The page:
Interesting post today on the New York Times Bucks blog. Posted by Anna Carrns, asks readers to figure out how many government programs each has benefited from. She writes
Mitt Romney stirred up a hornet’s nest with his comments about the 47 percent of Americans who he thinks are dependent on the government.
It turns out, according to 2008 data from the Cornell Survey Research Institute reported Monday in a Times opinion piece, that 96 percent of Americans have taken part in government benefit programs in one form or another.
Listed below are 21 programs referenced by the researchers. Numbers 1 through 13 are “direct,” meaning that the aid comes directly from the government; the remainder are considered “submerged,” in that they come indirectly, through government tax policies. (For instance, the money you put in your workplace 401(k) plan grows tax-deferred).
- Head Start
- Social Security Disability
- Social Security Retirement and Survivors Benefits
- Supplemental Security Income (SSI)
- Welfare (Temporary Assistance for Needy Families, or T.A.N.F.)
- G.I. Bill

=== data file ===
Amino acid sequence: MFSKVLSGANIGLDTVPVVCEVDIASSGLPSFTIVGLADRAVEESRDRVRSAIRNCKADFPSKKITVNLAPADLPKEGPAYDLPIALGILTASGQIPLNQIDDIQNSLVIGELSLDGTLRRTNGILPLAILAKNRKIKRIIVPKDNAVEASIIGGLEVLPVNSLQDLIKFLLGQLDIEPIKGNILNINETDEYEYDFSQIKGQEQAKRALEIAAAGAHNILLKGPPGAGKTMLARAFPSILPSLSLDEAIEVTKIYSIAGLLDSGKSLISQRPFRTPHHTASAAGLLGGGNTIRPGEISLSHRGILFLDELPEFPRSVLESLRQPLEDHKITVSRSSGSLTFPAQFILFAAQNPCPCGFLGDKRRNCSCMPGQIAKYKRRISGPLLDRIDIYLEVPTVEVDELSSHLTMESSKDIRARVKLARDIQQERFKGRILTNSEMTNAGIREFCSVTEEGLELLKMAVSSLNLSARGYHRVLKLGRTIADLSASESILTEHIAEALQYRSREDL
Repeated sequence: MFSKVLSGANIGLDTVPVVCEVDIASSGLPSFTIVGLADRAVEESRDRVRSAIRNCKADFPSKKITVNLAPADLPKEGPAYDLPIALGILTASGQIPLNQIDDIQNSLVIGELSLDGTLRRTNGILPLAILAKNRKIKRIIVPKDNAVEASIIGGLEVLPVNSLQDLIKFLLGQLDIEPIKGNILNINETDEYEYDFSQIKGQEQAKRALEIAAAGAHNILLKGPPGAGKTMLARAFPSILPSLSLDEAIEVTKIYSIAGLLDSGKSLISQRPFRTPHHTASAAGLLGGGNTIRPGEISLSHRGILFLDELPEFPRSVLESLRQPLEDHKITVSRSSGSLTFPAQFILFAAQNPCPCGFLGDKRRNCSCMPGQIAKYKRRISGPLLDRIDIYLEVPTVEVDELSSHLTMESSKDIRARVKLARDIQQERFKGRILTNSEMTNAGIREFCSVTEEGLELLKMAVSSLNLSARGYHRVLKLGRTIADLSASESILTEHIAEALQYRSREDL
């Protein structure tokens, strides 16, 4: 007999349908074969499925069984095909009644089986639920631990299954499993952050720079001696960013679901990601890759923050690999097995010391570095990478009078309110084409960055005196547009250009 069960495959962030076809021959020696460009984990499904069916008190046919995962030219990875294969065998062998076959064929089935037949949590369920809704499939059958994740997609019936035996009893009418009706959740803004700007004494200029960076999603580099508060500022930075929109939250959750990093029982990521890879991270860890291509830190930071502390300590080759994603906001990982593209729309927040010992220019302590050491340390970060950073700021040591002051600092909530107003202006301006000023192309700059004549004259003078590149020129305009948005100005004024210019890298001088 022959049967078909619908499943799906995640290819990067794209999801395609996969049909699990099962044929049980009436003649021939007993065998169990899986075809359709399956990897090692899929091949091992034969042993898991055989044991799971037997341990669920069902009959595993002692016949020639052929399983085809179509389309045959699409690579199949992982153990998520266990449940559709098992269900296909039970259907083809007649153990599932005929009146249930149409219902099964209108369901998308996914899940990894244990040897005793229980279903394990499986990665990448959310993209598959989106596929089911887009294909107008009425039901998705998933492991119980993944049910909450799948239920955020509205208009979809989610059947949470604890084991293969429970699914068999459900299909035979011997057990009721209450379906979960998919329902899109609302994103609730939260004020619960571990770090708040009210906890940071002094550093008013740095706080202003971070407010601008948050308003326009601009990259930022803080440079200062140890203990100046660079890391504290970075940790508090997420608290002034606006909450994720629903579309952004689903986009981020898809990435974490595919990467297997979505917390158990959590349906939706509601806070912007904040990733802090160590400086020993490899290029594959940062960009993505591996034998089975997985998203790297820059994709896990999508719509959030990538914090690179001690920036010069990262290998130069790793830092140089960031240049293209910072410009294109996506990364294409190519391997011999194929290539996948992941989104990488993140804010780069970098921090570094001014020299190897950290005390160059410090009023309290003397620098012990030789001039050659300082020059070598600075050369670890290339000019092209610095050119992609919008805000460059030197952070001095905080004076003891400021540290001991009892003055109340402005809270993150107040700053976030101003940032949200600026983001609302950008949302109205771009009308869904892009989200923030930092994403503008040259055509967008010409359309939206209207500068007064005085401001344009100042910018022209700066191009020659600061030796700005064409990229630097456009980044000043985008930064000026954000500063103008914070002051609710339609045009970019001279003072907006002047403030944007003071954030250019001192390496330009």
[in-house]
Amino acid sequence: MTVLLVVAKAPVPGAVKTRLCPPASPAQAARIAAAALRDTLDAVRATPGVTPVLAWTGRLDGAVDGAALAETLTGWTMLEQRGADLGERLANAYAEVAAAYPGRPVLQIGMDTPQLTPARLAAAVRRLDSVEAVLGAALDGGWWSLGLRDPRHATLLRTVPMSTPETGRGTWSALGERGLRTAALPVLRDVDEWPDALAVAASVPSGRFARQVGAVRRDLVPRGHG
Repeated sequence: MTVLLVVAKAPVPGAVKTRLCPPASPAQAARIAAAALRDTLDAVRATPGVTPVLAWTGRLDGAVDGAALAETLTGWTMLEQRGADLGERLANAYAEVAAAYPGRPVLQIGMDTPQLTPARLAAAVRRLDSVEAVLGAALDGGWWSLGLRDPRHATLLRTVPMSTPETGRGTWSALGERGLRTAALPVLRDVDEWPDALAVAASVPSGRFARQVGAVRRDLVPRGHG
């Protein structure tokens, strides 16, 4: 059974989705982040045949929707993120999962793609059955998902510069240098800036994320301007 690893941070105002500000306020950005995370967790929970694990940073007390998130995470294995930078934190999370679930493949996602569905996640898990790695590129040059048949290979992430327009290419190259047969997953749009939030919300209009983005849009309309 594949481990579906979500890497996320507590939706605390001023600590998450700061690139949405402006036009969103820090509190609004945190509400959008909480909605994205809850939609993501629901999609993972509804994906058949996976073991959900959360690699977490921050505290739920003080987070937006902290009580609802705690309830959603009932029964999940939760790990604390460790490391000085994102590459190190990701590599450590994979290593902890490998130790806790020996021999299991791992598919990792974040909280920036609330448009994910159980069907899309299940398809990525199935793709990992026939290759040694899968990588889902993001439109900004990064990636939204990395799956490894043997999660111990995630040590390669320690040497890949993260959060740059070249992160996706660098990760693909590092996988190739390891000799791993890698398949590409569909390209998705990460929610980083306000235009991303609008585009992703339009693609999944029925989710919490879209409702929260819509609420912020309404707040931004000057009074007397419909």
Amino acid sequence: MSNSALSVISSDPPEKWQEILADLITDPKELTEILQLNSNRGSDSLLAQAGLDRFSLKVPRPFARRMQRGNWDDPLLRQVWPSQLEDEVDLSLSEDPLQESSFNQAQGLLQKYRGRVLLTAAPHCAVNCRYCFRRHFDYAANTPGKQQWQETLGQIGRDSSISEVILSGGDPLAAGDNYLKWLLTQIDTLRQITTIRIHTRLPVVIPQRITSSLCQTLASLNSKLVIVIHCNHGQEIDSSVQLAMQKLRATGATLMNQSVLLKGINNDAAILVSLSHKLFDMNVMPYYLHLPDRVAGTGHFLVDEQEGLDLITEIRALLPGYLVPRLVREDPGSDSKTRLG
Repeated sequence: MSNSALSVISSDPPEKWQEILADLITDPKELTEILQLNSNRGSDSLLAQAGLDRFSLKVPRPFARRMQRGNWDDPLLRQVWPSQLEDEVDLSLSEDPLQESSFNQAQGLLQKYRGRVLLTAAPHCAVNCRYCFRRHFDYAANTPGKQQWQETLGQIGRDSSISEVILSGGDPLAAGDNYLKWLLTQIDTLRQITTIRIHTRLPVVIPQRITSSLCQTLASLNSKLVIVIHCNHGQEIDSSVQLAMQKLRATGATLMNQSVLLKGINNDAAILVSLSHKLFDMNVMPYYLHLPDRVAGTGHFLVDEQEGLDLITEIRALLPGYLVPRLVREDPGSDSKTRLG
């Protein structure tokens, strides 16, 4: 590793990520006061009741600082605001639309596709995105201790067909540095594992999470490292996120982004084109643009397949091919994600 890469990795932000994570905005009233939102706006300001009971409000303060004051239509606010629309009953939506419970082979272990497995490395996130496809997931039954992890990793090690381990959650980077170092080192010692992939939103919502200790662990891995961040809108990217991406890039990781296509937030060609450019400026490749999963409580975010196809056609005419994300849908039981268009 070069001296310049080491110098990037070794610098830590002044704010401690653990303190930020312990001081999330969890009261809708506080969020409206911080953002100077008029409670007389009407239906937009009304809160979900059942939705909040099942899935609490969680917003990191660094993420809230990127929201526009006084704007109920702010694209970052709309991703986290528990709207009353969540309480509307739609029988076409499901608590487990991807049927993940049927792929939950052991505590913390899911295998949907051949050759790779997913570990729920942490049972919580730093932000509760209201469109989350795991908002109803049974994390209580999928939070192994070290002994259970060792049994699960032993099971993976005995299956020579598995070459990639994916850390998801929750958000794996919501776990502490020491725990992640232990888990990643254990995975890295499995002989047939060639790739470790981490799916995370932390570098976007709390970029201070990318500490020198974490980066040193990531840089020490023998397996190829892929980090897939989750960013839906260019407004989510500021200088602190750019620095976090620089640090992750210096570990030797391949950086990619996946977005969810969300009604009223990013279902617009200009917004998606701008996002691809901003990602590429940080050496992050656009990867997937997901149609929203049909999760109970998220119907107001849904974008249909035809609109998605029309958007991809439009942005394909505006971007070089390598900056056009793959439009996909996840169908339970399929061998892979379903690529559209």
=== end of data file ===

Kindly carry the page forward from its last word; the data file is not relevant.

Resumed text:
- Veterans’ benefits
- Pell Grants
- Unemployment Insurance
- Food Stamps
- Government Subsidized Housing
- Home Mortgage Interest Deduction
- Hope and Lifetime Learning Tax Credits
- Child and Dependent Care Tax Credit
- 529 accounts (qualified tuition programs) or Coverdell education savings account (Education I.R.A.’s)
- Earned-income tax credit
- Employer subsidized health insurance
- Employer subsidized retirement benefits
- Federal student loans
I count 8 for myself: Social Security, Medicare, Pell Grants, Home Mortgage Deduction, Lifetime Learning Tax Credit, Federal student loans, and employer subsidized health insurance and retirement. Not only that but I spent almost the entirety of my working life administering various government programs or being paid by government grants. I guess I really am dependent! How about you?